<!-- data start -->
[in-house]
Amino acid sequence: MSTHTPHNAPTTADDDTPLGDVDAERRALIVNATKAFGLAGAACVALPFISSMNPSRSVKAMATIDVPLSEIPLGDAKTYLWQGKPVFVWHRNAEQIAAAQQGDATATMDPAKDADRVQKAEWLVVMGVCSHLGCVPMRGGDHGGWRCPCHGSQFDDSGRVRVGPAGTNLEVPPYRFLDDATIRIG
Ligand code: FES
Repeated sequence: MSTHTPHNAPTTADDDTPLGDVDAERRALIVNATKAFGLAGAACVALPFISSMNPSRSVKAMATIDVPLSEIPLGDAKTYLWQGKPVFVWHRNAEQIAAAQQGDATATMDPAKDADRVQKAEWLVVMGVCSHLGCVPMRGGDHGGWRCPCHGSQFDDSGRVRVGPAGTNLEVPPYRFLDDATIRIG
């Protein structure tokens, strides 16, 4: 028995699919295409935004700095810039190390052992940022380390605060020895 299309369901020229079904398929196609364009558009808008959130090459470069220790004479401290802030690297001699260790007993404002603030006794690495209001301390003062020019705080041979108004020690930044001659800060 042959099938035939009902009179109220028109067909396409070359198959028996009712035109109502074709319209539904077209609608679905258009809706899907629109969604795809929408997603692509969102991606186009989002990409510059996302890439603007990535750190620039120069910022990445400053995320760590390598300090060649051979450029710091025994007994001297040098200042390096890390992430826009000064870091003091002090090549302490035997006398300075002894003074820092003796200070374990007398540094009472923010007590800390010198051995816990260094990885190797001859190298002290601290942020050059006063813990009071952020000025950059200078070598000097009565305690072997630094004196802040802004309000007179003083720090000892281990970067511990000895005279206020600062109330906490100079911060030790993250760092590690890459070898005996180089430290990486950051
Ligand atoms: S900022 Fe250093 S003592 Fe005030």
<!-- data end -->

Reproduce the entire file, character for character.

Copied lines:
[in-house]
Amino acid sequence: MSTHTPHNAPTTADDDTPLGDVDAERRALIVNATKAFGLAGAACVALPFISSMNPSRSVKAMATIDVPLSEIPLGDAKTYLWQGKPVFVWHRNAEQIAAAQQGDATATMDPAKDADRVQKAEWLVVMGVCSHLGCVPMRGGDHGGWRCPCHGSQFDDSGRVRVGPAGTNLEVPPYRFLDDATIRIG
Ligand code: FES
Repeated sequence: MSTHTPHNAPTTADDDTPLGDVDAERRALIVNATKAFGLAGAACVALPFISSMNPSRSVKAMATIDVPLSEIPLGDAKTYLWQGKPVFVWHRNAEQIAAAQQGDATATMDPAKDADRVQKAEWLVVMGVCSHLGCVPMRGGDHGGWRCPCHGSQFDDSGRVRVGPAGTNLEVPPYRFLDDATIRIG
């Protein structure tokens, strides 16, 4: 028995699919295409935004700095810039190390052992940022380390605060020895 299309369901020229079904398929196609364009558009808008959130090459470069220790004479401290802030690297001699260790007993404002603030006794690495209001301390003062020019705080041979108004020690930044001659800060 042959099938035939009902009179109220028109067909396409070359198959028996009712035109109502074709319209539904077209609608679905258009809706899907629109969604795809929408997603692509969102991606186009989002990409510059996302890439603007990535750190620039120069910022990445400053995320760590390598300090060649051979450029710091025994007994001297040098200042390096890390992430826009000064870091003091002090090549302490035997006398300075002894003074820092003796200070374990007398540094009472923010007590800390010198051995816990260094990885190797001859190298002290601290942020050059006063813990009071952020000025950059200078070598000097009565305690072997630094004196802040802004309000007179003083720090000892281990970067511990000895005279206020600062109330906490100079911060030790993250760092590690890459070898005996180089430290990486950051
Ligand atoms: S900022 Fe250093 S003592 Fe005030």